PostHeaderIcon Put The Timer On And Heed Its Ding

By Terez Howard 

When I cook in the oven, I know that I have to set the timer. If I don’t, my family will have blackened tilapia, with a strong emphasis on the black, for dinner. 

As a work-at-home mom, I find the words, “I’m almost done” or “I just have to check this one, little thing, and I’ll get off” come out of my mouth frequently. Thirty minutes later, I’m still researching, writing and editing. Phone calls aren’t particularly an issue with me, but for many work-at-homers, they can be quite time-consuming. With my work, I have a great deal of difficulty pulling myself away from my work. 

The main reason is because I enjoy what I do. I don’t really want to stop. There’s always ‘just one more thing’ that I can do. I figure that if I complete that little task, it will be one less thing that I’ll have to do next time.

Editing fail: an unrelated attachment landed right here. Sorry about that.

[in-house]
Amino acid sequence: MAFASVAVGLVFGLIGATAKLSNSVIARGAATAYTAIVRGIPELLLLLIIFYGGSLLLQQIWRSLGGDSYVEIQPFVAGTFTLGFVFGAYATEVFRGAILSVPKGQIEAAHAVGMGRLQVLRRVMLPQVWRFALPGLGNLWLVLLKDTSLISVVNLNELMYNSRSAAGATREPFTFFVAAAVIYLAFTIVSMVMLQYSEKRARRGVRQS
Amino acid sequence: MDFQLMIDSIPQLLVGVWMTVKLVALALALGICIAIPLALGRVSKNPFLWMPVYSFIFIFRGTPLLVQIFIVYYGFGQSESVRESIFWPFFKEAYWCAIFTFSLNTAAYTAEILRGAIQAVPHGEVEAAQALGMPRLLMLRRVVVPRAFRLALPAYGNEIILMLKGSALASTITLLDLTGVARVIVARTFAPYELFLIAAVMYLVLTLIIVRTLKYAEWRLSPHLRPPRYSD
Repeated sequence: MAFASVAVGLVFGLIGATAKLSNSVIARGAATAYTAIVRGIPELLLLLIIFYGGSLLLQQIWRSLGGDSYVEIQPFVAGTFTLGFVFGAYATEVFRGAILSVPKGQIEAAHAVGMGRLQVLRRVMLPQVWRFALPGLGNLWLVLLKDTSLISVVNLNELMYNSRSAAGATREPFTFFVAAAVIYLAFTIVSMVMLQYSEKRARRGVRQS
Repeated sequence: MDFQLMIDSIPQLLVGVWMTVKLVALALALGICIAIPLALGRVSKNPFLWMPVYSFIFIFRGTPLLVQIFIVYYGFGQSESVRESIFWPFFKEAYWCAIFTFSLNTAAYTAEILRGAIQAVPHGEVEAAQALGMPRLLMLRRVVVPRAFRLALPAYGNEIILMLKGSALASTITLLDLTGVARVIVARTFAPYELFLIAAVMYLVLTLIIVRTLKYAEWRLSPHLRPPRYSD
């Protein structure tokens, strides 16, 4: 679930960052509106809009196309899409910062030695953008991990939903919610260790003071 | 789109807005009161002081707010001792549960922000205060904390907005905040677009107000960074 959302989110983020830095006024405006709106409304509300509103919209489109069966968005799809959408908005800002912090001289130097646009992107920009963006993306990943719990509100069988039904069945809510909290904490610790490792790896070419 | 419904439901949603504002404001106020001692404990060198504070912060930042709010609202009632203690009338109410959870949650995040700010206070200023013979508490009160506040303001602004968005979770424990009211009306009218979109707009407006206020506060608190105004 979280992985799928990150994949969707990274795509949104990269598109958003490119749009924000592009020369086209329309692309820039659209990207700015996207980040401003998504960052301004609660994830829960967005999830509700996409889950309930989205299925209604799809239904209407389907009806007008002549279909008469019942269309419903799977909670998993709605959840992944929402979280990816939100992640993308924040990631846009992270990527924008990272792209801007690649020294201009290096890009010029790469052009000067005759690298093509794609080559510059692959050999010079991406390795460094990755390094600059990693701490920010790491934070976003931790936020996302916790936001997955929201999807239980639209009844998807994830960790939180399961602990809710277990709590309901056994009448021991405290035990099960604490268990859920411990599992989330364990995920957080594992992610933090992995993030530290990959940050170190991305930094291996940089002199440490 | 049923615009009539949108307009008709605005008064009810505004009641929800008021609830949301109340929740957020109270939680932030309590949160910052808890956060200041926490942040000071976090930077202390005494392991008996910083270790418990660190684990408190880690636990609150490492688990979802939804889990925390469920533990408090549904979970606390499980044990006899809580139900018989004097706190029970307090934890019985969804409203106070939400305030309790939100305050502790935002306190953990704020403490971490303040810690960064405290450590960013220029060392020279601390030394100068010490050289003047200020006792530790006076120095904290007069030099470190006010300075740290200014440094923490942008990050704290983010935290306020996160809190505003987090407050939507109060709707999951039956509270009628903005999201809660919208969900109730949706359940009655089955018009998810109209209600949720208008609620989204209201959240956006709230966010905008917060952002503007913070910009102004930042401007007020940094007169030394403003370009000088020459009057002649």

The problem with my reasoning is that I might stay on the computer an hour past my designated work time. That makes me feel guilty. Oftentimes, that hour was reserved for wind down time with my husband or fun time with my daughter. 

Why do mothers work at home? To spend time with their families. If I’m not spending the time I want with my family, wouldn’t I be just as better off at a 9 to 5? Perhaps that’s a little drastic. But I think it gets the point across. 

I need to, not only have a set time for my work, but to also stick to that schedule. Do you have a problem getting tied to your work at home business? What do you do to maintain part time hours? 

Recommended Reading 

What I Learned From My Toddler: Face Your Fears 

Is It Too Early To Look Professional? 

2 Responses to “Put The Timer On And Heed Its Ding”

  • ChrisLWagner says:

    Hi Terez, I use a timer sometimes too and have the same problems you do with sticking to a schedule. We might as well be in a cubicle. It might actually be easier than working from home, but then we wouldn’t get all the perks.

  • thoward says:

    Isn’t that the truth? I think back to my days in the newsroom, and when it was time to go home, I went home and stopped working. Now, work is at home. It’s so tough to pull myself away.

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